Bangladesh Liberation War 1971
- 27 Apr 2021
- 7 min read
This article is based on “Endeavour, leadership and the story of a nation” which was published in The Hindu on 26/04/2021. It talks about the significance of the Bangladesh Liberation War 1971.
The year 2021 marks the golden jubilee of the Muktijuddho or the Liberation War. Bangladesh’s Independence in 1971 not only gave Bangladesh its freedom from the clutches of oppressive East Pakistan but changed the history and geopolitical scenario of South Asia.
Oppressive military action by the then west Pakistan’s military led to a massive refugee and humanitarian crisis. The plight of the ten million refugees did have an impact on the Indian government and prompted it to launch a retaliatory action against Pakistan.
However, India’s intervention was not only altruistic in nature, but was primarily based on realpolitik.
Bangladesh Liberation War 1971: Background
- Political Imbalance: In the 1950s the centralised Pakistani state was run undemocratically by a military-bureaucratic oligarchy dominated by West Pakistan.
- Under this system, Bengalis had no political say. But West Pakistan dominance was challenged in 1970 during general elections.
- Landslide Victory of Awami League: East Pakistan' Sheikh Mujibur Rahman’s Awami League had a clear overall majority, enough to become the prime minister.
- However, west Pakistan was not willing to let a leader from its eastern provincial wing rule the country.
- Cultural Differences: The then West Pakistan (present Pakistan), under the leadership of Yahya Khan, started a brutal assault on the people of East Pakistan (present Bangladesh) who were demanding freedom because of the language and cultural differences between the two regions.
- After political negotiations failed, the Pakistani army under General Yahya Khan decided to start the crackdown.
- Operation Searchlight: West Pakistan kicked in operation searchlight across the whole of East Pakistan on March 26, 1971.
- This resulted in millions of Bangladeshis fleeing to India, mainly West Bengal, Assam, Meghalaya and Tripura.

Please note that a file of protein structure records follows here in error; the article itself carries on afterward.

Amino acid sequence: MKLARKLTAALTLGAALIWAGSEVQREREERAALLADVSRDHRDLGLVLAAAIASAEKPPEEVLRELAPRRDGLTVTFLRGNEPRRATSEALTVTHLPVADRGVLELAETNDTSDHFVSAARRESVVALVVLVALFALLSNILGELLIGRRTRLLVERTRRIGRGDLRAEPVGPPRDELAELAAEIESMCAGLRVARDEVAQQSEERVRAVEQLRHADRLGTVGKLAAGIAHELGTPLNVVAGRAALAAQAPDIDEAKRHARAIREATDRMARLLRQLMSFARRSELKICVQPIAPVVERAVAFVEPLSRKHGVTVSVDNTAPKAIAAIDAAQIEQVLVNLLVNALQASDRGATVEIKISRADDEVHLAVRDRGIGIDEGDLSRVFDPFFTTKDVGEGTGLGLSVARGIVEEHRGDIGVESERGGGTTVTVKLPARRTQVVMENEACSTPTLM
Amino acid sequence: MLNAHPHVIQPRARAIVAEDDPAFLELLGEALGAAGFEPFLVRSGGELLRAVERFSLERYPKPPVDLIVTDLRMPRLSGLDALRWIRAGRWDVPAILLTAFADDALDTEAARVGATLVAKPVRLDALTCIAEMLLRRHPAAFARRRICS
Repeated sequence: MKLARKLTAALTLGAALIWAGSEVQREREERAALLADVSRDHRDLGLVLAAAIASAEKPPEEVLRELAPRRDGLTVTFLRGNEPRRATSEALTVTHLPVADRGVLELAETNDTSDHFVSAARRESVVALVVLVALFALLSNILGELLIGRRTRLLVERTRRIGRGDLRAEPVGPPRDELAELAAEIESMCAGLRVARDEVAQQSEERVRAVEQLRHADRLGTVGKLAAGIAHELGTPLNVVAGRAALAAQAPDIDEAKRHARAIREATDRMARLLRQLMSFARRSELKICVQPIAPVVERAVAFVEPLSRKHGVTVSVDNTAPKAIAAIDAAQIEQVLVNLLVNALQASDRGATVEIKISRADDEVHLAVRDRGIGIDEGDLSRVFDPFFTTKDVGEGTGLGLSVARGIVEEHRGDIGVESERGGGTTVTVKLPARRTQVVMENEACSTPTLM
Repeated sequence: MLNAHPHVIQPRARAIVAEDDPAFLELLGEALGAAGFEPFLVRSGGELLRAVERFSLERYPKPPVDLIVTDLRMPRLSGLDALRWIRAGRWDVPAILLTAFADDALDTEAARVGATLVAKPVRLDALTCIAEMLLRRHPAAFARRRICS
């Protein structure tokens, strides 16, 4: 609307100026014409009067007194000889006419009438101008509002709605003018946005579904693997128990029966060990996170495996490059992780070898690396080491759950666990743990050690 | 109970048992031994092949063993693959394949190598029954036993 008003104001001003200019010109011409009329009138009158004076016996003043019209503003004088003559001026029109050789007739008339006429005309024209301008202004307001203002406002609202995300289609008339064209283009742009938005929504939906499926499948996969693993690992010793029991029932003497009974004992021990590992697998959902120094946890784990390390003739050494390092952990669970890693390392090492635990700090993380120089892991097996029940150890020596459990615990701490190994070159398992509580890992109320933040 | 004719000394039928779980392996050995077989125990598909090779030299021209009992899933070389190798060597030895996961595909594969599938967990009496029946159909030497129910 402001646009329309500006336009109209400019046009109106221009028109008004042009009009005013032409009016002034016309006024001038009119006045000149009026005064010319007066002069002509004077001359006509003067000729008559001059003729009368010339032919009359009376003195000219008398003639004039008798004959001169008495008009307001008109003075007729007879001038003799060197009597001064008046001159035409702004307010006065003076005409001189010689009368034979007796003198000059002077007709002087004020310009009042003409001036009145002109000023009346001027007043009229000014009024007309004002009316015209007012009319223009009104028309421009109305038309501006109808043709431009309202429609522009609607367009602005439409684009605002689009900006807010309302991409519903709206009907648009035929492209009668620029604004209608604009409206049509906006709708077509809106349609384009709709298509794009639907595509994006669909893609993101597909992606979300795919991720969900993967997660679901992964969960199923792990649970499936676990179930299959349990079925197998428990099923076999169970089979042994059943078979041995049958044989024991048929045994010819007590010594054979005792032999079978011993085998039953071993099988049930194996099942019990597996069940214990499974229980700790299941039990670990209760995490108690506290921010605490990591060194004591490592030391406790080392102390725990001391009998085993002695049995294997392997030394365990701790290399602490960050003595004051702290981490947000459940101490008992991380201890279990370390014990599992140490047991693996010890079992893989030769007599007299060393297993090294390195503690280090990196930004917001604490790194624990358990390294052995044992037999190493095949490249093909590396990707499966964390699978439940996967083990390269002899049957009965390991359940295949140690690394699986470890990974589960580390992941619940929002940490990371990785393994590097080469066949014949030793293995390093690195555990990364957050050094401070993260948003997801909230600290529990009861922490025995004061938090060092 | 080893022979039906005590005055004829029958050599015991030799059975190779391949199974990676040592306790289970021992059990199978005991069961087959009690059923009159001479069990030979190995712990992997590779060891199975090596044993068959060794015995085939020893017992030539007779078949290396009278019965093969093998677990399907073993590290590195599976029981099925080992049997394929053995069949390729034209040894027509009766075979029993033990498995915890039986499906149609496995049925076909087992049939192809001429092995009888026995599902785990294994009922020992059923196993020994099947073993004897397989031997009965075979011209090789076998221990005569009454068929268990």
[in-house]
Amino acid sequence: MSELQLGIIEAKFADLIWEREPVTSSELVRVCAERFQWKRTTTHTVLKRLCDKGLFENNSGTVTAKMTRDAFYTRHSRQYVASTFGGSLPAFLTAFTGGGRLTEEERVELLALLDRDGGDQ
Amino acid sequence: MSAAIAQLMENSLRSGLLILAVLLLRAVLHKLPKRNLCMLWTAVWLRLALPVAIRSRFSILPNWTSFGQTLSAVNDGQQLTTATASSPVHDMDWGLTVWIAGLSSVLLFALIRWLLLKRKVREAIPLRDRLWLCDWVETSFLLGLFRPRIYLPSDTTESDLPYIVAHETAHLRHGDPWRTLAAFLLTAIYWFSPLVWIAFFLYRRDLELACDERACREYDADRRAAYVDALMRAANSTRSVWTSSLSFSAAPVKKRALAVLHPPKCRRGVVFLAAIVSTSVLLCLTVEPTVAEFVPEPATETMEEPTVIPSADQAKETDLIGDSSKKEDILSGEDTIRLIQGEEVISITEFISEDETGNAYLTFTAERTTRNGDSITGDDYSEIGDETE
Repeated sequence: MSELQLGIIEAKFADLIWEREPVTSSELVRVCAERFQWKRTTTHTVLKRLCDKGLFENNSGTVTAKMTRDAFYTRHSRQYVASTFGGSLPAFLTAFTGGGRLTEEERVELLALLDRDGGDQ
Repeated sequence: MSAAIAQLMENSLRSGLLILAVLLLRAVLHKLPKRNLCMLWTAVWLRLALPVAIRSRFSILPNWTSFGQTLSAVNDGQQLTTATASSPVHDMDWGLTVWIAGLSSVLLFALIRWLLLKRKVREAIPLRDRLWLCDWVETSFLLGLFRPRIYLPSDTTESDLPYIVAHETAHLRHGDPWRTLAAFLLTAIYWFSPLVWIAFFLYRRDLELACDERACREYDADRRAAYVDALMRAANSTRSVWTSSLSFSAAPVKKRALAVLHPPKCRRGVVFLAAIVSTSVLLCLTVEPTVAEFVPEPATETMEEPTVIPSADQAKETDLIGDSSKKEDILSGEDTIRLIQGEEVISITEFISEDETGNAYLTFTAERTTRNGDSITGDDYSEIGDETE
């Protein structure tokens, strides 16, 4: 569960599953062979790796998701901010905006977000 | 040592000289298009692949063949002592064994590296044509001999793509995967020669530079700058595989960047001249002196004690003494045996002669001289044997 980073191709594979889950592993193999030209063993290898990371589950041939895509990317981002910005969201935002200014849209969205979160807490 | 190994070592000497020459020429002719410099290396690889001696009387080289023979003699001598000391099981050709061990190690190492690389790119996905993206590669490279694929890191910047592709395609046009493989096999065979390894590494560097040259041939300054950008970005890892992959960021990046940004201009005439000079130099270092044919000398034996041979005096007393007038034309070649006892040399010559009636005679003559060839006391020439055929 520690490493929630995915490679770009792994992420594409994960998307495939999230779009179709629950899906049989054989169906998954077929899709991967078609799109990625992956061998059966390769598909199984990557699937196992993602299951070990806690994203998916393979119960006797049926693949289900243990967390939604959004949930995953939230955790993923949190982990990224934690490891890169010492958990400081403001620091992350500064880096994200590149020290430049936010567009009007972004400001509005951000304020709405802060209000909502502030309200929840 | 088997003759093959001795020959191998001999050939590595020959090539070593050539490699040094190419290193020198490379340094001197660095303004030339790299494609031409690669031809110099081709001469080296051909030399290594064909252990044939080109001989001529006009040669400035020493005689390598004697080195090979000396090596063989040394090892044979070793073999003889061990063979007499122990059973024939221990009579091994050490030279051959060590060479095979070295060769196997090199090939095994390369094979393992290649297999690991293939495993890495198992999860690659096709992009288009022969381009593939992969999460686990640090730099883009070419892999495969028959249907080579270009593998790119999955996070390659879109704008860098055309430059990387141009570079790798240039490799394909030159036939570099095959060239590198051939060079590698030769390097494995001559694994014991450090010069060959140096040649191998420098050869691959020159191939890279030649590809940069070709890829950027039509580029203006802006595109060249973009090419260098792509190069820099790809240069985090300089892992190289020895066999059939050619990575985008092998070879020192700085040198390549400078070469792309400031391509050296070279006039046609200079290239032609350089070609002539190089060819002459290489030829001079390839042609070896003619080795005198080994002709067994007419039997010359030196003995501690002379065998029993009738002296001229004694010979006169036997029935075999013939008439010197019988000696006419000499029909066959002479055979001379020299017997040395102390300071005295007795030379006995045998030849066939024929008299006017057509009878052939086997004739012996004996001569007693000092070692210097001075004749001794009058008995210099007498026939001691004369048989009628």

- West Bengal, in particular, was massively burdened by the onrush of the refugees and the state appealed to the then Prime Minister Indira Gandhi and her government for assistance for food and shelter.
- Indo-Bangla Cooperation: With the subsequent bravery of the Indian Army coupled with the spirited fight put up by Mukti Bahini — the Bangladeshi guerilla resistance movement consisting of the Bangladeshi military, paramilitary and civilians — defeated the Pakistani forces.
- Defeat of Pakistani Military: On December 16, 1971, Lt Gen Amir Abdullah Khan Niazi, the Chief Martial Law Administrator of East Pakistan and Commander of Pakistan Army forces located in East Pakistan signed the Instrument of Surrender.
- Over 93,000 Pakistani troops surrendered to the Indian forces and Bangladesh Liberation forces making it the largest surrender since World War II.
- The intervention brought a conclusion to the war in 13 short days and led to the birth of a new nation.
Bangladesh Liberation War 1971: Realpolitik or Altruism?
- Diminishing the Two-front War Threat: The East Pakistan uprising provided India with the opportunity to break up Pakistan and eliminate the threat of a two-front war in any future confrontation.
- Although the eastern front remained largely inactive in 1965, it tied down substantial military resources that could have been deployed to greater effect in the western theatre.
- Preventing Side-Lining of Pro-India Awami League: India recognised that a drawn-out civil war in East Pakistan would radicalise the Bengali population.
- This could lead to the side-lining of the pro-India Awami League and shift the leadership of the movement to left-wing pro-China parties such as the Bhashani-led National Awami Party and the Communist Party.
- Negating Internal Security Threat: The Guerrilla warfare, inspired by Maoist ideology, was the major form of resistance against the Pakistani military.
- If India wouldn’t have intervened in the Bangladesh Liberation War 197, this could have been detrimental for India’s internal security interests, especially in the context of the Naxalite movement which was then raging in eastern India.
- Negating The Communal Threat: By July-August 1971, 90% of the refugees were Hindus concentrated in the border districts of West Bengal with large Muslim populations.
- Consequently, there was danger of serious communal strife if India did not act quickly to ensure their return.
- Departure from Non-Alignment: At the diplomatic level, India did not act entirely alone. Prime Minister Indira Gandhi’s carefully crafted diplomatic dispatches to world leaders had helped create a groundswell of support for the persecuted Bengalis of East Pakistan.
- The signing of the Indo-Soviet Treaty in August 1971 came as a shot-in-the-arm for India, encouraging it to stay the course.
- The victory defined India's much broader role in foreign politics.
- Many countries in the world, including the United States, realised that the balance of power had shifted to India in South Asia.
The ultimate accolade for India’s role in creating a new nation is that Bangladesh is today a relatively prosperous country, having made steady progress from the category of a Least Developed Country to a developing country.
The creation of Bangladesh — from the ashes of East Pakistan — is presumably India’s finest foreign policy triumph till date.
Drishti Mains Question
The campaign of 1971 achieved India’s strategic objectives while still maintaining a humanitarian veneer for both domestic and international consumption. Comment.